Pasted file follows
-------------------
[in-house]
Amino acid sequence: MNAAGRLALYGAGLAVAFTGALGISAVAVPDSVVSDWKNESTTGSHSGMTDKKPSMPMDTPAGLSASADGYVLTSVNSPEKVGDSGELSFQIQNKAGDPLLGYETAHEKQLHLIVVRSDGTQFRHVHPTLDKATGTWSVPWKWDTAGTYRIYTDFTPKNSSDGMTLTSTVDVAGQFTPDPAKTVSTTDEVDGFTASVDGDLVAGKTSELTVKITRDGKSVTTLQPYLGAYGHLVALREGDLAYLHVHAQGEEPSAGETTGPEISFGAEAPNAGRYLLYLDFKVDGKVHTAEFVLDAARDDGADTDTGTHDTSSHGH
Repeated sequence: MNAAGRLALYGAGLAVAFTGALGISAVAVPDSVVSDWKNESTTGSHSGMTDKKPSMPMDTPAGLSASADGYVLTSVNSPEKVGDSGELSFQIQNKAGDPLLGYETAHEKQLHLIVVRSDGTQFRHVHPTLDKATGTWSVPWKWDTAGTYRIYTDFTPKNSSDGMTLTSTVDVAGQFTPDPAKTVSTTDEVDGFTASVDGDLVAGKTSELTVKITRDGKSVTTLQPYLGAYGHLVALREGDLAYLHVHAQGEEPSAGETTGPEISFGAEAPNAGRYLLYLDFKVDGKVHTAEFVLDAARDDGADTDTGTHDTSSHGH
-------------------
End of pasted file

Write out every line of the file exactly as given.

[in-house]
Amino acid sequence: MNAAGRLALYGAGLAVAFTGALGISAVAVPDSVVSDWKNESTTGSHSGMTDKKPSMPMDTPAGLSASADGYVLTSVNSPEKVGDSGELSFQIQNKAGDPLLGYETAHEKQLHLIVVRSDGTQFRHVHPTLDKATGTWSVPWKWDTAGTYRIYTDFTPKNSSDGMTLTSTVDVAGQFTPDPAKTVSTTDEVDGFTASVDGDLVAGKTSELTVKITRDGKSVTTLQPYLGAYGHLVALREGDLAYLHVHAQGEEPSAGETTGPEISFGAEAPNAGRYLLYLDFKVDGKVHTAEFVLDAARDDGADTDTGTHDTSSHGH
Repeated sequence: MNAAGRLALYGAGLAVAFTGALGISAVAVPDSVVSDWKNESTTGSHSGMTDKKPSMPMDTPAGLSASADGYVLTSVNSPEKVGDSGELSFQIQNKAGDPLLGYETAHEKQLHLIVVRSDGTQFRHVHPTLDKATGTWSVPWKWDTAGTYRIYTDFTPKNSSDGMTLTSTVDVAGQFTPDPAKTVSTTDEVDGFTASVDGDLVAGKTSELTVKITRDGKSVTTLQPYLGAYGHLVALREGDLAYLHVHAQGEEPSAGETTGPEISFGAEAPNAGRYLLYLDFKVDGKVHTAEFVLDAARDDGADTDTGTHDTSSHGH